They can potentially be scaled up to the biggest storage clusters and can have extensive connectivity options. The biggest downside is that it is very easy to incorrectly spec the head unit and buy too small or too much. Buying too small, the head units become a bottleneck and upgrade costs are excessively high – in some cases complete replacement. Buying too big means a massive amount of over-expenditure on a unit that will be underutilized for its entire life.
There are exceptions to this where they only have one option for a head unit no matter what capacity you buy. In general, performance on all framed SAN's can only scale in terms of additional spindles, and once a bottleneck is reached in the head unit, any further scalability can be costly.
Frameless SANS are a newer generation that are characterised by consisting of groups of self-contained units, each with their own controllers, disk, cache and connectivity. As more units are added, so capacity and performance scale. Groups of these units are usually managed as a single SAN and volumes usually span multiple of these units to gain performance or redundancy - sometimes both. The biggest advantage of this model is that you are never overspending on a head unit, and the head unit does not become a bottleneck for the disks. The downside to this model is that adding capacity generally gets more expensive the larger you grow, as you are buying more than a shelf of disks each time you add to the SAN. You are buying controllers, cache and capacity and this all adds to the incremental cost. Maximum scalability is also capped to the maximum number of units in a group.
As this model is relatively new, the vendors that made them needed to add to the value proposition, and several of them throw in all software value adds for the base price. This means that from a cost point of view, they can be far more attractive than the old framed SAN model if you want all the functionality they can provide, even if the incremental expansion cost is higher.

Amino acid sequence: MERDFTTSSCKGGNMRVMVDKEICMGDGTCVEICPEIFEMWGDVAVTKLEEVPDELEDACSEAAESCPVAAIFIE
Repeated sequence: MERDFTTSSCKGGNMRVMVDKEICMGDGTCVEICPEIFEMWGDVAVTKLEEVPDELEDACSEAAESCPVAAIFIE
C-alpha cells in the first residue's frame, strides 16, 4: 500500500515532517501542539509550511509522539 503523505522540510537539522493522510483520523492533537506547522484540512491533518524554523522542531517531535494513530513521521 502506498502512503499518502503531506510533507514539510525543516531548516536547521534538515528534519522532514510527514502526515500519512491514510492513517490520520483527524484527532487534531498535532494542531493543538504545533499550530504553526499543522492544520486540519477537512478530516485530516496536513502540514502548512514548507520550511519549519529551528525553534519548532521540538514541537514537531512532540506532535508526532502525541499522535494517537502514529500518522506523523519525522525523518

The bottom line - neither solution is perfect, and both have use cases in almost every level of business.
Thursday, 12 January 2012
I tweeted about EQL and Compellent efficiency the other day, and thought I would elaborate a little, to clarify my point.
First off, our Equallogic units are great, especially our SUMO’s. We are still going to be using them for the next few years and I do think that we made the correct choice in buying them just over a year ago.
Going forward we will be using Compellent and these are a few of the efficiency reasons why:
Equallogic uses a 15MB block size compared to Compellent’s 2MB or 512KB. For structured data that means that the EQL is an order of magnitude less efficient when it comes to snapshots. I have seen a log of a few hundred MB generate a snapshot of hundreds of GB on the EQL which becomes expensive on their SSD units. On the flip side, if your app is sequentially adding data to a file, the block size will be completely irrelevant so it does come down to your application.
I do not believe this is something they can change on a whim and is something you buy into when you buy EQL.